Because we live in the age of connected devices, being able to interface with Alexa and HomeKit software should not only be a bonus but a given. Luckily for you, the Circle 2 does all of it.

The only nagging requirement is setting aside a personal surveillance budget, but otherwise the Circle 2 is a great monitoring device.

Now you can spy… or catch the package thief

If you wanted to catch a thief at the door before they run away with your package — I may be projecting here, but it happens — then a single Circle 2 is great for that. However, if your goal is to catch a break-in, you would at least need a camera at the entrance and another in the living room or kitchen, with accessories to match.

A speaker/microphone duo exists in the camera, allowing you to communicate briefly with whomever you see via the Logi Circle iOS/Android app. It functions as a push-to-talk feature within the app or a signed-in desktop.

Video quality is solid, outputting up to 1080p HD video with a 180-degree wide-angle lens. Though maybe not as impressive, the automatic night vision has visibility up to 15 feet and lets me see moving objects, not including a stray cat.

Regarding software, there’s a neat feature that lets you avoid sitting and watching a whole day’s worth of footage to find something of interest. Within the Logi Circle app you can scroll through time, every two to six minutes or so, or have it compressed into a “day brief.”

The next time someone says they knocked on your door, you can hold them (or yourself) accountable thanks to the app.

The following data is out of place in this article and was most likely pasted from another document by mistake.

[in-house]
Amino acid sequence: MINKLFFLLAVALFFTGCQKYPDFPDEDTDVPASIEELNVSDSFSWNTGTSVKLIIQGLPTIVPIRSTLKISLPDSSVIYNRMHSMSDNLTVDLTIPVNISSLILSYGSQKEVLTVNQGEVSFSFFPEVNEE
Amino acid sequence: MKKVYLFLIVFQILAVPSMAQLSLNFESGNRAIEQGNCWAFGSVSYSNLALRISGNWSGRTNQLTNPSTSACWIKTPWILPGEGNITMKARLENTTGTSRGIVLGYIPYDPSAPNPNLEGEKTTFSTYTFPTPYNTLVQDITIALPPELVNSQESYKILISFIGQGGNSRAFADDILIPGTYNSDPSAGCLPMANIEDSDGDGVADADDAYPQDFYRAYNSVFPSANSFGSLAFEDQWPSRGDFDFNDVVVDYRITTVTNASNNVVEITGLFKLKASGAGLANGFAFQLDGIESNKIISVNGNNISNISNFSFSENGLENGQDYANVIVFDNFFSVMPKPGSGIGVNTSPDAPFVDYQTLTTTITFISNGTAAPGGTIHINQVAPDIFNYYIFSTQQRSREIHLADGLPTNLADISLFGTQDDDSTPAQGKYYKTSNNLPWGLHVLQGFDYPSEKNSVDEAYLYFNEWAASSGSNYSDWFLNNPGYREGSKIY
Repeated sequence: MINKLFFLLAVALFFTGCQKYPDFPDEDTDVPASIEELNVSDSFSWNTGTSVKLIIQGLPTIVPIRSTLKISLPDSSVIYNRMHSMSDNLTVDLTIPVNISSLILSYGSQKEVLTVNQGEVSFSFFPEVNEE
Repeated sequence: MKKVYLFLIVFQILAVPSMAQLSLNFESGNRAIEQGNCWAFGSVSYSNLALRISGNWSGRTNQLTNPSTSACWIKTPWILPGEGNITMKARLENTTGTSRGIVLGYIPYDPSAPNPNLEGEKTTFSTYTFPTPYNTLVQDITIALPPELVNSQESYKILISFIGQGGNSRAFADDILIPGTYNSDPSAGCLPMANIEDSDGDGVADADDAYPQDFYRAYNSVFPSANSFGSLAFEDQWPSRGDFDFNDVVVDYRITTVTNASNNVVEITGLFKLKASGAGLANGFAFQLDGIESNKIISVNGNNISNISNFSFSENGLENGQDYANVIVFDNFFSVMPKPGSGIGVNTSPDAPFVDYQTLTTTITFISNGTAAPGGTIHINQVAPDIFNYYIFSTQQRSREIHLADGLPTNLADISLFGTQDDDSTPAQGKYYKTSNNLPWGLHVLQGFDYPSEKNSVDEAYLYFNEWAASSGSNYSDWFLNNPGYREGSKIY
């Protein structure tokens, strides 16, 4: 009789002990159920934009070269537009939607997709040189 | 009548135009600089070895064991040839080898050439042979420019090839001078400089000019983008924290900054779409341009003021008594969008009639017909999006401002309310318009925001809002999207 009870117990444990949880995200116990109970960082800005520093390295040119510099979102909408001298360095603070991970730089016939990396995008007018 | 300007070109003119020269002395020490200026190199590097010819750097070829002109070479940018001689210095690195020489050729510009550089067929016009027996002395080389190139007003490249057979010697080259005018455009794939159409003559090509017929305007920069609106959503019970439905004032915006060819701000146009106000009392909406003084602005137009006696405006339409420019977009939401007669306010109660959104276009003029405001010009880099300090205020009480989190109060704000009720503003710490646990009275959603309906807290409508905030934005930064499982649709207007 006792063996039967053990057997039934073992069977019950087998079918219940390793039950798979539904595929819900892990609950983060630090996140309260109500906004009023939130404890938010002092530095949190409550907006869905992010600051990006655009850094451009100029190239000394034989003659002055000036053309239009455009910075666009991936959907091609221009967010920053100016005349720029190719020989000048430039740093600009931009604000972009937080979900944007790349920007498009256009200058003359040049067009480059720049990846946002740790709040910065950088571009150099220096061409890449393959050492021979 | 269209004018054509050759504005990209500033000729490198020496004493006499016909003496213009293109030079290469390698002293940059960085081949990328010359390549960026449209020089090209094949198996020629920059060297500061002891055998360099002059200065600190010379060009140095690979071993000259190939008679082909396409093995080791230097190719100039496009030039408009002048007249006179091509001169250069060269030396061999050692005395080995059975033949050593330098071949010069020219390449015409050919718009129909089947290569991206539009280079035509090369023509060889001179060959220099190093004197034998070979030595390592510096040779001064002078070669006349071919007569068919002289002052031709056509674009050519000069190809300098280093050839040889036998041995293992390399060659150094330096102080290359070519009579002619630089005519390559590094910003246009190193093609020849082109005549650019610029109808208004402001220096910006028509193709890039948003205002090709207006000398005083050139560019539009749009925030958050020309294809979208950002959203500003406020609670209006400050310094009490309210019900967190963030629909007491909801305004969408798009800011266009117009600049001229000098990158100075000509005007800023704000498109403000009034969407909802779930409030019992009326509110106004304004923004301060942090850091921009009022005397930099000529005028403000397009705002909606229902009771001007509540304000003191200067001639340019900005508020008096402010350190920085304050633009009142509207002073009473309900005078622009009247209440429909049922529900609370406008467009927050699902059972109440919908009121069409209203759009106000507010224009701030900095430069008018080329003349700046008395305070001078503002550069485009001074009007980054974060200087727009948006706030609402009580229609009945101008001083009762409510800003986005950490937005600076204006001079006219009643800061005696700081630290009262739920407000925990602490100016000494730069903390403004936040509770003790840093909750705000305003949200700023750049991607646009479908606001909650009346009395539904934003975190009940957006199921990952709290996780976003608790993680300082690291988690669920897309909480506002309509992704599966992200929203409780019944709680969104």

Getting more of the Circle 2… requires more money

So, you have your first Circle 2 camera, which is great! Now, what if you’d like to say, mount it to a glass panel, mount it outdoors or, better yet, make it wireless and keep it anywhere there’s a Wi-Fi connection? You’re going to need accessories — a lot of them.

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The window mount ($39), battery pack ($49) and outdoor mount ($29) are just a few offerings from Logitech that extend the Circle 2’s functionality. If you buy three cameras, plus the mentioned accessories for a two-bedroom apartment, your total comes out to $657 (excluding taxes).

But wait, there’s more! Circle Safe, the service Logitech built with AES 256-bit dual-layer encryption, only enables person detection and motion zone awareness (say you wanted to monitor movement at a front door) with a premium subscription plan. This service costs $10/month or $99 /year, per camera. For comparison’s sake, Canary’s connected cameras cost $10/month to run, but support three cameras as a start.